If you’ve been injured in a car accident due to the fault of another driver, then you may have a right of action against the defendant-driver for damages.  Unfortunately, many drivers in Pennsylvania do not have insurance coverage to pay for the damages suffered by the victims of their negligence, and even if they do have insurance coverage, if may be insufficient. Moving Forward With a UM/UIM Claim Uninsured and underinsured drivers are a serious problem for car accident plaintiffs.  If the defendant cannot cover your losses, then you may have to seek out alternative avenues for recovery.  One strategy is to identify other possible defendants — for example, if the driver was operating their vehicle in the course and scope of their employment, then you might be able to seek recompense from their employer. In cases where there are no other defendants, however, you might be forced to pursue recovery through your own insurance coverage.  If you have purchased uninsured motorist coverage (UM/UIM coverage), then you may be able to secure compensation by filing a claim with your insurer. Possible Issues There are a number of problems that tend to crop-up when plaintiffs file a first-party claim with their insurer. Insurers Are Not on Your Side The insurer’s goal is to pay out the least amount possible.  As such, it’s important that you consult an attorney so that they can guide you and serve as your “point of contact” in all communications with the insurer.  Without an attorney guiding […]

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Feb 7, 2019 - Personal Injury

Extending the Personal Injury Claim Deadline

In the state of Pennsylvania, personal injury plaintiffs are subject to a two-year statute of limitations period.  If the plaintiff does not file their lawsuit before the deadline passes, then they will lose their right to litigate their claim in a court of law, thus relinquishing any real possibility of recovery. Statute of limitations rules are critically important, and as such, we recommend that all prospective plaintiffs seek out legal assistance early (even if uncertain about whether a claim is actionable) so that the case can be properly evaluated before too much time has passed.  If you’ve delayed in filing your lawsuit, however, there may still be hope.  Pennsylvania, same as many other jurisdictions, suspends the statute of limitations in certain circumstances. Consider the following “common exceptions” to the statute of limitations. The Discovery Rule In many cases, one’s injuries are not actually clear on the date of the accident.  For example, if you are hit by a car in a low-speed accident, you might not realize that you were harmed if the injury is asymptomatic until a later date.  The discovery rule allows for the suspension of the statute of limitations until the date of discovery (or at least, until you should have discovered the injury with the exercise of reasonable care). Minor Plaintiff Plaintiffs who were minors at the time of an accident have their statute of limitations period suspended until they become 18 years of age.  How does this work?  Suppose that you are injured in a […]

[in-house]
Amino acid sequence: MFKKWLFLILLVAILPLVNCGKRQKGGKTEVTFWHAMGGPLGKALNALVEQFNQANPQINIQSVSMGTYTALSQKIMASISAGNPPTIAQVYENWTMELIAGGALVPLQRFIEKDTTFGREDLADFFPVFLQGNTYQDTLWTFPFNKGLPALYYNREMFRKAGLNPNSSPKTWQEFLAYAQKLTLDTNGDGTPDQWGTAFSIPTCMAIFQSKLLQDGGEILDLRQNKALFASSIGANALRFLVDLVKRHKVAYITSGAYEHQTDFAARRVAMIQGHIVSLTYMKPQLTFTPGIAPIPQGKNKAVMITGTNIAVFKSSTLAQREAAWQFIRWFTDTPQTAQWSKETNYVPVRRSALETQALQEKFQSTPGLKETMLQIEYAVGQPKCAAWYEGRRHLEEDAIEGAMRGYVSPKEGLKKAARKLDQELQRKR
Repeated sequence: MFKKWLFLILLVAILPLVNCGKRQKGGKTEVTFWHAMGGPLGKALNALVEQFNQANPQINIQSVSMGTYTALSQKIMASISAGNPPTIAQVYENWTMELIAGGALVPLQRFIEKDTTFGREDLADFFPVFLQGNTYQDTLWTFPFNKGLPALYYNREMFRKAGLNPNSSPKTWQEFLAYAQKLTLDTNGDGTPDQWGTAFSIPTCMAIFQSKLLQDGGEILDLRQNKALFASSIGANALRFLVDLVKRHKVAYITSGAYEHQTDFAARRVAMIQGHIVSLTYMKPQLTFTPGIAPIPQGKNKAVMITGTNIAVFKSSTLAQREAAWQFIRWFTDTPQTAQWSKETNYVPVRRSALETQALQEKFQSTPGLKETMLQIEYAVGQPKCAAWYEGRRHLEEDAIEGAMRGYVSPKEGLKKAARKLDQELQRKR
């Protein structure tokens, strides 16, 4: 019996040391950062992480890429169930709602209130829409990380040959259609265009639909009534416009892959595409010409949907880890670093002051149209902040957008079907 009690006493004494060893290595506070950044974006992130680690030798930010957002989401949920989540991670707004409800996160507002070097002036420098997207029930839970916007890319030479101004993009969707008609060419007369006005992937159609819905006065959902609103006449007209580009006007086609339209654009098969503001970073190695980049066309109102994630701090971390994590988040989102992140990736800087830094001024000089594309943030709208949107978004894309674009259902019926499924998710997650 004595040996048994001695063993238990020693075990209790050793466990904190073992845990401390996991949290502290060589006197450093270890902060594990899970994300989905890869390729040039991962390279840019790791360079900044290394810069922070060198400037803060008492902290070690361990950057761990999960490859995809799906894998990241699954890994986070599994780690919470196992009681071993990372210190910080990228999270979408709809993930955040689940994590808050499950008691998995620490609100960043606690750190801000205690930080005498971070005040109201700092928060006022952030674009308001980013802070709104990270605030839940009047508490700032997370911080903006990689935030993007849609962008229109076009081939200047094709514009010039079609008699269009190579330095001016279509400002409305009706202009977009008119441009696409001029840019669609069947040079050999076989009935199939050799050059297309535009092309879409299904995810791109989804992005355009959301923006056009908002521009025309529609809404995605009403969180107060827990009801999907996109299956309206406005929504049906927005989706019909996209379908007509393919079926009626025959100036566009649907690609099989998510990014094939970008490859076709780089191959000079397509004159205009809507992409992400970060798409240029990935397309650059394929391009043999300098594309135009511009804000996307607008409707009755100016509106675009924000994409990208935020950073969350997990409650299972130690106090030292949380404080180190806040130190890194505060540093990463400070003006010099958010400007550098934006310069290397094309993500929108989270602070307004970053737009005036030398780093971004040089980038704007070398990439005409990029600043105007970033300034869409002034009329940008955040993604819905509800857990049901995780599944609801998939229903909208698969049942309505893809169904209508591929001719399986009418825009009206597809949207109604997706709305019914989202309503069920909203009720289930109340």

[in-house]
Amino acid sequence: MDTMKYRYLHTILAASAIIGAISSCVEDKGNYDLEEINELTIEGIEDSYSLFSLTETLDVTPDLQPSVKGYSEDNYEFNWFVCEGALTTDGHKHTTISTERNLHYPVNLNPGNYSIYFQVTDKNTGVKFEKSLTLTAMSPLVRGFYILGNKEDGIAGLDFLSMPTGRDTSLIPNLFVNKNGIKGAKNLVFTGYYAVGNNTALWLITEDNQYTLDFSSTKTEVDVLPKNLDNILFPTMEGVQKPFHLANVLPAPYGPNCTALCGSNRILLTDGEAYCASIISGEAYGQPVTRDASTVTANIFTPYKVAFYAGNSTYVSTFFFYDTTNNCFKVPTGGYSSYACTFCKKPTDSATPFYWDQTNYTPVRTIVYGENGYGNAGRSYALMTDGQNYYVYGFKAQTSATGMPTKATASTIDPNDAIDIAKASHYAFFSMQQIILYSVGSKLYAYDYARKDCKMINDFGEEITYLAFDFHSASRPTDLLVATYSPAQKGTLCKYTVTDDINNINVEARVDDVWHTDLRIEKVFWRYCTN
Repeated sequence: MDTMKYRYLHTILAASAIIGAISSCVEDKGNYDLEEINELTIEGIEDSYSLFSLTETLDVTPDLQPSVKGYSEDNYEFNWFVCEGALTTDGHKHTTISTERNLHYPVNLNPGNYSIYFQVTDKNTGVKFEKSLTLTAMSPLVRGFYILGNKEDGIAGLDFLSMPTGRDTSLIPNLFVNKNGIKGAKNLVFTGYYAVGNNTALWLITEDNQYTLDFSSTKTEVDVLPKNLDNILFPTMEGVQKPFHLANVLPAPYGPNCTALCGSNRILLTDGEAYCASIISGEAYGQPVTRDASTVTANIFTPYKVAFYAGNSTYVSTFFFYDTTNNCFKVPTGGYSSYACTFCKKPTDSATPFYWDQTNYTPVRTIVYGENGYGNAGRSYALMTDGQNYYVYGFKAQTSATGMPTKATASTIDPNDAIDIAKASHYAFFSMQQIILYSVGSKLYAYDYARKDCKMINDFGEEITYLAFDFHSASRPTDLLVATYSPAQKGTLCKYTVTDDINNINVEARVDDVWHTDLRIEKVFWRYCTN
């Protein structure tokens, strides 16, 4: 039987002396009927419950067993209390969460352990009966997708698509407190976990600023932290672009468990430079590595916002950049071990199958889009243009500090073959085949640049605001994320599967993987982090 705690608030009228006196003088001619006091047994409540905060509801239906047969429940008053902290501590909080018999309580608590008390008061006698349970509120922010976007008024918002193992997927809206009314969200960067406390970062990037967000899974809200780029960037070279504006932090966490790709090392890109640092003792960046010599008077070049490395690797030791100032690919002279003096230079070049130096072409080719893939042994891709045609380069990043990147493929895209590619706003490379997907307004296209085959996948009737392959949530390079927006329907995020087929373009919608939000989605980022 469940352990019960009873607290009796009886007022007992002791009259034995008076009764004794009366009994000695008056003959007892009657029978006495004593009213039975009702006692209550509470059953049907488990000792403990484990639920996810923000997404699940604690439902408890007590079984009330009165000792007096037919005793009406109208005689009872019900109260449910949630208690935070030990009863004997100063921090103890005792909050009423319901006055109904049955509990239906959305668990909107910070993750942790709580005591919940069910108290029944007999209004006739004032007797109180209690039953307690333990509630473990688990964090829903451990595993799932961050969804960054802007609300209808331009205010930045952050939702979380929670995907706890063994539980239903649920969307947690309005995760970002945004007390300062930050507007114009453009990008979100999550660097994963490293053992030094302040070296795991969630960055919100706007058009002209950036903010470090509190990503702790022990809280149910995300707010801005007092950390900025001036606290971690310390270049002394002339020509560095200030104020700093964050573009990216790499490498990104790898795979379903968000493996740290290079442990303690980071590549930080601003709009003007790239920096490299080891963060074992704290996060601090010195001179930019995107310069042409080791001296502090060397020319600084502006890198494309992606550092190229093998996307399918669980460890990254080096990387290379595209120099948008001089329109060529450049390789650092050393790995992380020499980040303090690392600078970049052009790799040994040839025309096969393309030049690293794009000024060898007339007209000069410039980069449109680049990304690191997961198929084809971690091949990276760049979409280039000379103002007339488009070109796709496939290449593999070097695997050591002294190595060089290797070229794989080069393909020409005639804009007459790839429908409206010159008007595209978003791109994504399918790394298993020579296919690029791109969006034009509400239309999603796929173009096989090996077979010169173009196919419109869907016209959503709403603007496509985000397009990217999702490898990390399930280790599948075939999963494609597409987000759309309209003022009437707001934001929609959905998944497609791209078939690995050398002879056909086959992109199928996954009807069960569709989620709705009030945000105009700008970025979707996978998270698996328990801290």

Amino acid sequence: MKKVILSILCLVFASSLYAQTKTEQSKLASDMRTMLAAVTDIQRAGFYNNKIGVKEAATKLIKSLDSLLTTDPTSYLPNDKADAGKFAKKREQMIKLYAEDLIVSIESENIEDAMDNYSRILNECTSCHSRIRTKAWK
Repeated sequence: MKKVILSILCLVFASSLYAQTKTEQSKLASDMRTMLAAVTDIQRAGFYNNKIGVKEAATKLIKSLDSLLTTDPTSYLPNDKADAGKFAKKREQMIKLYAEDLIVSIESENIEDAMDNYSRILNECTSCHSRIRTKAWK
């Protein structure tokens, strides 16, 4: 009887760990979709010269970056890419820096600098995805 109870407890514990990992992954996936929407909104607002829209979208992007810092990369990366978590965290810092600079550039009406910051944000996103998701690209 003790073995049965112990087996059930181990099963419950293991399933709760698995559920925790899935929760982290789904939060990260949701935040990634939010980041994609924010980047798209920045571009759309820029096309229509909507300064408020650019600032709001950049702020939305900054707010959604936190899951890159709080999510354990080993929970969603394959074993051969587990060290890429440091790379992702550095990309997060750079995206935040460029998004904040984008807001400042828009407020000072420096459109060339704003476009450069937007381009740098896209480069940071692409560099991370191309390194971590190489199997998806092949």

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Feb 4, 2019 - Custody

REMOVAL OF CHILD FROM ORIGINAL JURISDICTION

By TOM BLACKBURN One issue in family practice that causes substantial alarm, is when one parent threatens to remove one or more children from the area of the original residence to either another state or another distant location, against the will of the other parent. We receive inquiries on both sides of this issue. On one hand, a parent’s desire to remove the child from an area of violence, hardship and distress, is understandable as they may well see greener pastures, physically, emotionally and financially, in another state or jurisdiction. Perhaps a better job is offered or the encouragement of multiple family members await the children in this new location. On the other hand, this threat of removal can be a devastating blow to the other parent. The threat manifests cries of panic and injustice. The ability to see their child and to maintain input in decision making could be drastically reduced because of the distance involved in the relocation. Often a discerning eye can see that this threat of removal is really an escape from responsibility, or a grasp for complete control avoiding the consideration of the other parent. Criminal Offense? It is first necessary to understand that the mere act of removing a child from the jurisdiction against the will of the other parent, without Court approval, is often a criminal act. Pursuant to applicable law, “A person commits an offense if he knowingly or recklessly takes or entices any child under the age of 18 years from […]

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Feb 1, 2019 - Custody

CUSTODY: GRANDPARENTS AND OTHER RELATIVES

By TOM BLACKBURN Do Grandparents have a right to file a Petition for Custody of their grandchildren? What about Aunts, Uncles, or friends? Is it possible for these concerned parties to request custody when the living situation of these minors is dire? I often get calls asking these very questions. The stories are frequently challenging and they involve issues of drug abuse, domestic violence, sexual abuse and neglect. While these relatives still love and care for the natural parents of these children, they are willing to hire counsel to improve living conditions for these neglected and abused                                children. Grandparents Applicable Pennsylvania law now recognizes the right of a grandparent to file a Petition for Custody. While presumption in these cases favors the natural parent, it may be rebutted by clear and convincing evidence. 23 Pa. C.S.A. §5327(b). A grandparent’s right to file a Petition for Custody is limited. When the natural parent is not consenting to such custody, the grandparent can request an order approving such custody if the grandparent stands in an “in loco parentis” role with the child, meaning “in place of” or if one of the following conditions are met: a) the child has been determined to be a dependent child; b) the child is substantially at risk due to parental abuse, neglect, drug or alcohol abuse or incapacity; or c) the child has lived with the grandparent for at least twelve […]